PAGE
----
Rachel herself makes for a great protagonist. Learning at a young age that she was pretty much on her own, she has a strong will, but also a sensible one. While she may stretch the boarders, she does have a wonderful sense of right and wrong and it shows throughout the storyline.
The Bookies overall enjoyed the book. A few found it a bit drug out, certainly not a fast read at almost 400 pages, but filled with deep historical facts that made for a good read.
What makes this a good book club read?
Moloka’i does make a good book group discussion due to it’s historical nature. There is plenty to discuss around the subject of Leprosy and what we can compare that to today. The characters of this book and how they respond to Rachel is also discussion-worthy. Once you label a person, how does that change us?
The questions in the back of the book are great for the discussion. There is also a section in the back of more detailed facts behind the fiction that makes for interesting follow up. A group could bring items of Hawaiian culture or information off the websites marked in the back pages to add to this discussion.
The natural deepness of this read also makes you feel like you read something important. Deeper reads deepen your book discussions.
Good morning! Cup number two of coffee here…. deserved though… yesterday was pretty great. :D
I had yesterday off work to catch up on my house which lacked some attention in the past few weeks. Then I spent the late afternoon preparing for book club which was to be at my home… Hawaiian Style after reading Moloka’i. Bookies – true to form brought this book to the next level with food like Chocolate Mochi, Hawaiian roast, Sweet Potato Casserole, seafood salad, pineapple… more on that later. ;)
As I mentioned yesterday I was going to try my hand at Poi; and I did. It was not purple like I seen in the pictures on-line (still have not figured out why). Warm, it tasted a little like a sticky potato product. One of the girls said they heard it was better for you than potatoes.
It was not super hard to make but of course I did not sit in the lawn in a grass skirt and pound it with a rock and a board… no, I used my handy blender. Aloha!
Then the real test was the thickness. There is one finger, two finger three finger poi, depending on how many fingers it takes for you to scoop it up. I am proud to say that I made a one finger poi.
So that’s my night. I need to get ready for work but watch for the Bookies thoughts on Molokai coming up later today. :D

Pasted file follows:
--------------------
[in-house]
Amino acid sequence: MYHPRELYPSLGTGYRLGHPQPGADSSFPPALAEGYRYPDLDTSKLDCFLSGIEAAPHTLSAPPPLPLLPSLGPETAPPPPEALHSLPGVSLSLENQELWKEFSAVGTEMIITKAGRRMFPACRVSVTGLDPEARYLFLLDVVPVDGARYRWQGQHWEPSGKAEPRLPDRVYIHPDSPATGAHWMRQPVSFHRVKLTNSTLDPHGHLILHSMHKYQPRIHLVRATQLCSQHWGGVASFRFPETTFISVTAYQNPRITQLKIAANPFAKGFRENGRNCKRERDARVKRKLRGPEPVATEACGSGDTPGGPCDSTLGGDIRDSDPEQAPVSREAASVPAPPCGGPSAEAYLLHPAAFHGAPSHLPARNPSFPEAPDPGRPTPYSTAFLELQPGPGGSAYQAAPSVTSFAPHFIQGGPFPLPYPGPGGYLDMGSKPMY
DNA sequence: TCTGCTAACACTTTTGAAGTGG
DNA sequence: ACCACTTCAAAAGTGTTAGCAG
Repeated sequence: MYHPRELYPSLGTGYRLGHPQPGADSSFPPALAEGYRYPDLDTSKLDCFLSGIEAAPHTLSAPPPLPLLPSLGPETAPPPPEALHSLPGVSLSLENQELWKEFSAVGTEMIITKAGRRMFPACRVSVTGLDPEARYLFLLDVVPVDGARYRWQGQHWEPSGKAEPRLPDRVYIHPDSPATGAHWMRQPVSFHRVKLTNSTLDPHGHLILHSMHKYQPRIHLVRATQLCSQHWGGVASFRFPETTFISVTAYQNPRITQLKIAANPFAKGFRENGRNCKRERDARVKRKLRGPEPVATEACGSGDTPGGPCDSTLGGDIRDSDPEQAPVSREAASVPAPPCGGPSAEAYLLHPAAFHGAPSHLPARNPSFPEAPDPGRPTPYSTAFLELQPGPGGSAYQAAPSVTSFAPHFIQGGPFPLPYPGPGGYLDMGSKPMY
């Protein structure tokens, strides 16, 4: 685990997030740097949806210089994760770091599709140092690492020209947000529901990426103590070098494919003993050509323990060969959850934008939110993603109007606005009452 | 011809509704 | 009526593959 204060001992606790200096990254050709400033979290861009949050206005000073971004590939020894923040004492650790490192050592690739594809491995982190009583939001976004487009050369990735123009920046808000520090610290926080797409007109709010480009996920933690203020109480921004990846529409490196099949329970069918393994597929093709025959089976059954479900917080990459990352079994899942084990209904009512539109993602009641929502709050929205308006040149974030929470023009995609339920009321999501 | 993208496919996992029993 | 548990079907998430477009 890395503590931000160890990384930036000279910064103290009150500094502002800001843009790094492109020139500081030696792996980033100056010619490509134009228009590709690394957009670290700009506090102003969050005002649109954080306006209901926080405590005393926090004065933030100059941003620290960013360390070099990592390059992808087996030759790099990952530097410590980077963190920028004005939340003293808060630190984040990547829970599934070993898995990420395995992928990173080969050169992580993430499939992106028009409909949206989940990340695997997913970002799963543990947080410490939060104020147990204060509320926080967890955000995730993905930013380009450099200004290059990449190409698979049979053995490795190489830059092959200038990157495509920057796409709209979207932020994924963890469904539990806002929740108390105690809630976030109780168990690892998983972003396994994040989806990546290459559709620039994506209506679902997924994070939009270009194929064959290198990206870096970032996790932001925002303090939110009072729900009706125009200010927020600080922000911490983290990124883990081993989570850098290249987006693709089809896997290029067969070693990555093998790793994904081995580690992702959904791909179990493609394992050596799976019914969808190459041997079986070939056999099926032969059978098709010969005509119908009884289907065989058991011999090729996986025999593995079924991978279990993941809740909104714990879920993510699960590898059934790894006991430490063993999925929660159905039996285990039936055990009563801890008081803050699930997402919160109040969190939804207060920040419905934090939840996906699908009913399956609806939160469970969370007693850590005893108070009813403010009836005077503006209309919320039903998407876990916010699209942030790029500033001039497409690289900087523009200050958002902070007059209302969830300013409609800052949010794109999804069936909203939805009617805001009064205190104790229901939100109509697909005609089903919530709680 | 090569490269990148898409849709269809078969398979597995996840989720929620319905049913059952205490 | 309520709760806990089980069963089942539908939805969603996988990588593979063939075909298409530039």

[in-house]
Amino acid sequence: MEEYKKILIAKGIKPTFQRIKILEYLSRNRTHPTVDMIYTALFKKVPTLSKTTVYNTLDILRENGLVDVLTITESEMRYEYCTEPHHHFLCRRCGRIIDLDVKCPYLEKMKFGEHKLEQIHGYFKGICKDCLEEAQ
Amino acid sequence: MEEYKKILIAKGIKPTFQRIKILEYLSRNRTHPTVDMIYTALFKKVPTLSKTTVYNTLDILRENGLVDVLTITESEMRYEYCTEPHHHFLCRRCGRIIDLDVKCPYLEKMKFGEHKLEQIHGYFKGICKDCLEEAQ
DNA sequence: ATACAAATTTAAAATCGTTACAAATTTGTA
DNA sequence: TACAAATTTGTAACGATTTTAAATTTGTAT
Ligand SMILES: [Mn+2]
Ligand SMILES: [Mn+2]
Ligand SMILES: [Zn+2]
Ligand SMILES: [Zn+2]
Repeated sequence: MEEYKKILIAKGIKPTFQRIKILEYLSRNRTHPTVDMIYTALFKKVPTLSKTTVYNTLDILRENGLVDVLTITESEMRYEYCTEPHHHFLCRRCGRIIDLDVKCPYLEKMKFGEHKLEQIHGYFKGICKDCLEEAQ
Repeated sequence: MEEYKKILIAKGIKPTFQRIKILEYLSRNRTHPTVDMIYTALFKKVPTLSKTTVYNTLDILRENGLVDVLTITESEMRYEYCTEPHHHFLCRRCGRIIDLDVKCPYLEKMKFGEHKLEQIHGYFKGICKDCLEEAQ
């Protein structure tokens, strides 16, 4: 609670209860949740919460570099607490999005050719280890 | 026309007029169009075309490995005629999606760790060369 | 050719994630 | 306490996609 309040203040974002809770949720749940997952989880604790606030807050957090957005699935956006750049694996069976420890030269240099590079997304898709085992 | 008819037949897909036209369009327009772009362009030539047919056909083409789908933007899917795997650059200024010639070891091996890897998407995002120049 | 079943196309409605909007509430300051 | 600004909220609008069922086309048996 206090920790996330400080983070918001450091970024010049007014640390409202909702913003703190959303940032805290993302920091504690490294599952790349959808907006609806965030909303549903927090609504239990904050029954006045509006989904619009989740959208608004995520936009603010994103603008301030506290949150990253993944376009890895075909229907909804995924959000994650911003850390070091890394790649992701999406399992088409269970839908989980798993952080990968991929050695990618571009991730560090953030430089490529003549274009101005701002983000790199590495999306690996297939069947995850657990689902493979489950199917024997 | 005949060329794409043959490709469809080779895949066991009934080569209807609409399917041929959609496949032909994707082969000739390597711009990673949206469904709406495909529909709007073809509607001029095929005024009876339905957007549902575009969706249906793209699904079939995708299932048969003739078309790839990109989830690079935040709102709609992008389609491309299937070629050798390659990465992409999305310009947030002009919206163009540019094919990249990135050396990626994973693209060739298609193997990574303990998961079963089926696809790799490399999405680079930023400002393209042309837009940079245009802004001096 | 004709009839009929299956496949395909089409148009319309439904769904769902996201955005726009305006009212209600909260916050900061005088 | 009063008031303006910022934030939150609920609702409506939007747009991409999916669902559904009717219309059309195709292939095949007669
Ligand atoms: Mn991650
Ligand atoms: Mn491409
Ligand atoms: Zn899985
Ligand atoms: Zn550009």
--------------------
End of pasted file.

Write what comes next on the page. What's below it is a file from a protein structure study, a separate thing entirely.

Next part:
Any Poi makers out there? Why was mine not purple?
A few days ago I read and reviewed for the first time, The Secret Life Of Bees by Sue Monk Kidd. This week, our book club The Bookies had the opportunity to discuss it.
On a scale of 1 – 5 (5 being the highest) the book rated mainly between 3.5 and 4. The girls all agreed that they enjoyed the book. While it was not one of those “WOW” that blew me away reads, it was an overall pleasant read with a nice mix of mid 60’s southern culture, and fats about honey and bees.
We discussed Lily’s home life situation with her father, and the loss of her mother. We discussed the culture of the 60’s in South Carolina and what that meant at the time for a white girl to live among an African-American family. (This still shocks me that this was really, not so long ago….)
Of course, we themed food and I found a fun little website called Book Menus that had a list of ALL the food in The Secret Life Of Bees. Seriously, how cool is that? We had pulled pork sandwiches and I made ham. One of the girls had coleslaw and added peaches to it (delicious!) as peaches play a role in this book. We had a pineapple strawberry upside down cake, orangeade, AND….
we had to try the coke and salted peanuts together like the y had in the book:
Why is this a great book for book clubs?
The Secret Life Of Bees brings out some good discussion topics such as abuse, the loss of a mother and women who stand in as “mothers” in our lives. There is also the topic of racial hatred and relationships among those of different backgrounds and color. The book brings with it wonderful southern foods to try as well.
Yes, it is about that time of month again when I talk book club. I can’t help it. I love that group of girls so! Tuesday evening while we sat around chatting before the review with plates full of food from the book ‘The Secret Life of Bees” and salted peanuts in coke (more on that later….), one of the girls said something that really touched my heart.
She said that she loved our book club and had to tell us why. She had been in a book club before that just did not work. She said that the group would have a book they would read but some would read it, most would not. The group would gather and have wine and talk and rarely get to the book. There was no one who brought questions to the group about the book or kept a discussion on track.
It’s no secret I love my book club. We have such an amazing group of ladies who each bring something to add to the group. They are willing to dig in and discuss the hard topics, and laugh about the fun stuff.
It’s not always easy pulling off a book club night, but I wouldn’t trade it for anything. I love planning the food around the book and it has stretched me to make new things and try different cultures. Each book, even before I open that first page has me thinking, “what will I learn? How can I implement that into the meeting? What foods will me encounter? What music?” Where can I get a skeleton?” (Ok just kidding on that last one… at least so far ;) )
I love doing the extras for book club. I love to fully experience the book. Bookies has come a long way in our almost 13 years. I wouldn’t trade a moment.
Next book up…. A Constellation Of Vital Phenomena by Anthony Marra….
Oh the possibilities.